“Not a dime to my name”

Gospel Mk 12:38-44

In the course of his teaching Jesus said to the crowds, “Beware of the scribes, who like to go around in long robes and accept greetings in the marketplaces, seats of honor in synagogues, and places of honor at banquets. They devour the houses of widows and, as a pretext recite lengthy prayers. They will receive a very severe condemnation.”

He sat down opposite the treasury and observed how the crowd put money into the treasury. Many rich people put in large sums. A poor widow also came and put in two small coins worth a few cents. Calling his disciples to himself, he said to them, “Amen, I say to you, this poor widow put in more than all the other contributors to the treasury. For they have all contributed from their surplus wealth, but she, from her poverty, has contributed all she had, her whole livelihood.”

At Mass today, we heard this Gospel passage of the “widow’s mite.”  The mite was the smallest of Roman coins.  This widow had just two of these small coins, today worth less than a penny, and she gave them to God.  Jesus says of her contribution, “Amen, I say to you, this poor widow put in more than all the other contributors to the treasury.  For they have all contributed from their surplus wealth, but she, from her poverty, has contributed all she had, her whole livelihood.”

This Gospel passage is not about currency or donations – it’s about trust.  This woman trusted God with everything she had.  To be a widow during that time period, was to be in a very vulnerable position, especially economically. At that time, women were generally financially cared for by men.  Almost always, to become a widow and remain unmarried meant a lifetime sentence of destitution.  She would have had very little opportunity to make her own money, and if she did have some skill or handiwork, she would still be able to earn only very small amounts of money without a man to represent her in business interactions.  It took a lot of courage to donate all of her money.  Her donation belied her deep trust in God. This was a woman who was completely confident that God would provide.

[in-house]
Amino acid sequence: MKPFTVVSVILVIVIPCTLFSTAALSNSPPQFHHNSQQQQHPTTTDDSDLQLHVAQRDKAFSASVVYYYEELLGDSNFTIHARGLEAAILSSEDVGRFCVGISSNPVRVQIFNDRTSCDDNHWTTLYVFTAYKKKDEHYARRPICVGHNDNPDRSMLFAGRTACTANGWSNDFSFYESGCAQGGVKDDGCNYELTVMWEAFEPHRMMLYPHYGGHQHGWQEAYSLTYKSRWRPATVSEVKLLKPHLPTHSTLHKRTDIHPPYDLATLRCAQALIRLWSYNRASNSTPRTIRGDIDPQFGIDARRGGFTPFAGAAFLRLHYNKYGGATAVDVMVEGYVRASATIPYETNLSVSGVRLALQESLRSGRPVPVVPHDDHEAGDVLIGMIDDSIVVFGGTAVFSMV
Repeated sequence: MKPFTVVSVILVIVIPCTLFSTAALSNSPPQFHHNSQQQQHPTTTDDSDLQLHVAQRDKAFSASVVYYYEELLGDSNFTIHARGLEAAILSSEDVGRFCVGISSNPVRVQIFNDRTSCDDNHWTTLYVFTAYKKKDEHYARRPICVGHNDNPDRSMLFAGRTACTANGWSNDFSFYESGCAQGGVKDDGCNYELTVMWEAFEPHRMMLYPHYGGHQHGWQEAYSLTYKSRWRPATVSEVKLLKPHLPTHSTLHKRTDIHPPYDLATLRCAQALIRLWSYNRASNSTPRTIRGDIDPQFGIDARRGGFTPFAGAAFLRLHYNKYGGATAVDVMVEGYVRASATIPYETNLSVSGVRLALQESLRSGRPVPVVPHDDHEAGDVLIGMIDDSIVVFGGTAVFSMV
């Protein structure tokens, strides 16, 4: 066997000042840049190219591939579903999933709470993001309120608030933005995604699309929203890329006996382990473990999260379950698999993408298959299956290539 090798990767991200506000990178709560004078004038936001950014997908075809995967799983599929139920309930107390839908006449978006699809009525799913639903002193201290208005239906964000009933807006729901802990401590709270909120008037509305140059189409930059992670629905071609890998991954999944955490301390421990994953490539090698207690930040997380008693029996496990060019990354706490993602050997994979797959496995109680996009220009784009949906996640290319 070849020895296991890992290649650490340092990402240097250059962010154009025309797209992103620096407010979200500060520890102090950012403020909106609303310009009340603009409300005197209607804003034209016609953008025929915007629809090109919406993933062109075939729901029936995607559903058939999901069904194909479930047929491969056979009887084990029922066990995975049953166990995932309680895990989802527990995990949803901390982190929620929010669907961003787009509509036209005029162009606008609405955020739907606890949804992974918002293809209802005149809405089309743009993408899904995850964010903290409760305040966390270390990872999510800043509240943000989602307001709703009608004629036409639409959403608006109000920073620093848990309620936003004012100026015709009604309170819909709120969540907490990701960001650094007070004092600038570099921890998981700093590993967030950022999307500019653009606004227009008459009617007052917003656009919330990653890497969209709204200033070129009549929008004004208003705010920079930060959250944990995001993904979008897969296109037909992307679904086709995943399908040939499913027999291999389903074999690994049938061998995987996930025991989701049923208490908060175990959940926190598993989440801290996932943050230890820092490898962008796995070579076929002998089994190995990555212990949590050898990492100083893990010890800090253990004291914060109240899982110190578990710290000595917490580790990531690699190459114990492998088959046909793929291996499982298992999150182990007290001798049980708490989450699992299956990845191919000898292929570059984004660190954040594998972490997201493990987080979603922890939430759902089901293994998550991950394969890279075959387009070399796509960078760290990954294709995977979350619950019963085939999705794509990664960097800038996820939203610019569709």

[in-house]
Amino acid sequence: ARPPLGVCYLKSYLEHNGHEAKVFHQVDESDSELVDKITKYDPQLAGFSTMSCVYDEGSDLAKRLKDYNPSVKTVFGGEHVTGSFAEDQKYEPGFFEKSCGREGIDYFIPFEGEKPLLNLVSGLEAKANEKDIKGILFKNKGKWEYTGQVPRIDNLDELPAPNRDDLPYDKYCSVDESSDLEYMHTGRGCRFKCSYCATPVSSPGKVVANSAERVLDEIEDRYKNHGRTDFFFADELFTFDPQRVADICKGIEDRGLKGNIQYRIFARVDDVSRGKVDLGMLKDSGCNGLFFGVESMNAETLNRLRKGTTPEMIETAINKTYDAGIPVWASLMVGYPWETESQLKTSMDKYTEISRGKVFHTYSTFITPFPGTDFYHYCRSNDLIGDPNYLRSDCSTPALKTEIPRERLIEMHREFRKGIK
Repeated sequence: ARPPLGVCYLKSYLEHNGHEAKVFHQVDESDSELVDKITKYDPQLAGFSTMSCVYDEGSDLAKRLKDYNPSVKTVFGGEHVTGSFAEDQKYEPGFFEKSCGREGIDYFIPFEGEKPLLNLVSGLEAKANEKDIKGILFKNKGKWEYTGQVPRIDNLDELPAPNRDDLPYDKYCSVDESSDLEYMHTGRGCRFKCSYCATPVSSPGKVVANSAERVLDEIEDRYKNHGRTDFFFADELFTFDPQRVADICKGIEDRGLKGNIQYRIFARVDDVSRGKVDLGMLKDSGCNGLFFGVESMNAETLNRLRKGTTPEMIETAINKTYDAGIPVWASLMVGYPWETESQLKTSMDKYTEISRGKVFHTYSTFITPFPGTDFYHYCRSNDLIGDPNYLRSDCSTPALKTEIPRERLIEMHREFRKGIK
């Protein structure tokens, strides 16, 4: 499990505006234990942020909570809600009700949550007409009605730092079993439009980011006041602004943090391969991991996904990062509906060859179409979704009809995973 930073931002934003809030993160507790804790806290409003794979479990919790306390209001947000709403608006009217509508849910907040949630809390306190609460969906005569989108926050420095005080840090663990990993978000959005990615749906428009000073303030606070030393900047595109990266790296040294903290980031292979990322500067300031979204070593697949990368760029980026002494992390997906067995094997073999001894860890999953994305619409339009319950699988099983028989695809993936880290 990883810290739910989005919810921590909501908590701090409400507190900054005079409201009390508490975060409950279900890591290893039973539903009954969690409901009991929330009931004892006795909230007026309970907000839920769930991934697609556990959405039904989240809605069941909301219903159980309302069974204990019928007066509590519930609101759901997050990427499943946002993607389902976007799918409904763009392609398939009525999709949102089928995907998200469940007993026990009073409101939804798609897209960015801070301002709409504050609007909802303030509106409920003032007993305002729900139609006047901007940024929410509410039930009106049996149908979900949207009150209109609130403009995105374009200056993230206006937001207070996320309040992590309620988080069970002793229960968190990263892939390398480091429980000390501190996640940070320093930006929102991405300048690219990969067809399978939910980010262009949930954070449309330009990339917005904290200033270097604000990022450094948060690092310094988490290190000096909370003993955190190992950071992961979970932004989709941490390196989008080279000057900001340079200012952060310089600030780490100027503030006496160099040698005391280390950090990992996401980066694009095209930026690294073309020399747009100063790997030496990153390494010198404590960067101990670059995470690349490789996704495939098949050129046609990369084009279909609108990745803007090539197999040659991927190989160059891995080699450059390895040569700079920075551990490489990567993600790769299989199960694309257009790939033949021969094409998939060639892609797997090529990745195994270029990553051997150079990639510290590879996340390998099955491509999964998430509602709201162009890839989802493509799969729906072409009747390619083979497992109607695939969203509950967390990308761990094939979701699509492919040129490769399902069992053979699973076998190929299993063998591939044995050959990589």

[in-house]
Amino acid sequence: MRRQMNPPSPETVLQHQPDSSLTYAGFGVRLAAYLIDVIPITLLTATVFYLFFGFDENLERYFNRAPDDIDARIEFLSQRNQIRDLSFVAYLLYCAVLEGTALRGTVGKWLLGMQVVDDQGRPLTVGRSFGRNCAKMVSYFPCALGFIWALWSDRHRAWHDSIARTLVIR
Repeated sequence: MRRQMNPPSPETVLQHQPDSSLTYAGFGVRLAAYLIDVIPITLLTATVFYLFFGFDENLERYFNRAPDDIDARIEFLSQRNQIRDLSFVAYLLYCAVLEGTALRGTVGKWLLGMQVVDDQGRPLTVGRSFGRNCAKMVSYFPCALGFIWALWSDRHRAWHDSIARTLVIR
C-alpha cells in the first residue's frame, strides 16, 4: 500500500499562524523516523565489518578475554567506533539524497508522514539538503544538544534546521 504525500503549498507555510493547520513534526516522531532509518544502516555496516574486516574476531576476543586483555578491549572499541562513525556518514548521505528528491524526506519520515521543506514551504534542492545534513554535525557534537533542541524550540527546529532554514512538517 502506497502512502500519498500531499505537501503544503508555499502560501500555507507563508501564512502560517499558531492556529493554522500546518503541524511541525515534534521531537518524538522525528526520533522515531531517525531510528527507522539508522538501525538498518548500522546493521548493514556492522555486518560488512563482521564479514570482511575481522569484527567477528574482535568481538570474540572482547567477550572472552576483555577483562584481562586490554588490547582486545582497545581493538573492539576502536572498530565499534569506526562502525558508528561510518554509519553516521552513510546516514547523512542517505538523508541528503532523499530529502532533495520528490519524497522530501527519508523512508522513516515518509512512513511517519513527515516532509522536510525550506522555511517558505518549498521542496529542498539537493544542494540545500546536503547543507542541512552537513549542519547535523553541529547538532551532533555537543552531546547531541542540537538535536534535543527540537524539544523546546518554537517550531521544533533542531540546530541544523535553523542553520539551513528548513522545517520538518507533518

Every time I hear this passage, it reminds me of the first time I completely trusted God myself.  One day, when I was in grad school, I did what she did.  I wasn’t thinking of the “widow’s mite” passage.  It wasn’t even in the corner of my mind.  I just needed a miracle.

I had five dollars.  It was July. I had just paid my very first rental payment on my off-campus housing and I didn’t have a job yet.  I had no financial resources. My car had broken down. I had no money to fix it.

So, I had five dollars to buy food for the whole week.  I knew I could buy a frozen pack of bagels, a dozen eggs, and some cheese with this five dollars.  I knew this because I had been surviving on this budget and this food for over a month.

I needed a job.  I had applied to various positions that would fit my graduate student schedule but hadn’t heard back from any yet.  So, I went to Mass to ask God for help.

As I went to put my money into the collection basket, I looked at my $5 dollars, surrounded by $20’s and hesitated a brief moment.

I thought to myself, “Look at all of those $20’s. What difference will my measly $5 make anyway?”

I dropped the $5 bill into the basket.

I prayed, “Lord, I’m taking a leap of faith here.  I’m trusting you to provide.  If you don’t, I won’t have any food at all. I’m hungry now but, without this five dollars, I will starve. You know I love you, Lord, and you know I trust you. Please help me.”

At that moment, I literally “didn’t have a dime” to my name.

I walked out of Mass and waited for the phone to ring.

It did.  In fact, it rang three times that afternoon.  Three interviews.  I remember being downright giddy – not because I had interviews, that was definitely nice – but even moreso because I knew God had actually heard my prayer!

By the end of that week, I had a job that paid well, offered a flexible schedule, and I had great new co-workers!  I would stay at that job throughout my two coursework years.

My prayer was answered on that day, when I trusted God with everything I had.

That was nearly twenty years ago.  Every time I’m up against the wall, I still have to remind myself that He will provide – but I have to let go of what I’m holding onto first.  I have to make the jump. I have to really, really trust God.  I’ve learned that as long as I’m “playing it safe” and still holding onto something it just doesn’t work.  I can’t hold anything back –  it’s gotta be an “all in” gesture.  Every single time I do this, every time I trust Him completely, He provides.

And, every time, He provides more than I could hope for – way more.

The widow knew this secret.  The power is not in grasping on, clutching tightly to that which we have, but in letting go of everything and handing it over to God.

Trusting God –  it’s terrifying and it’s thrilling – and you can’t get a better deal.

“Take Lord Receive” – John Foley, SJ

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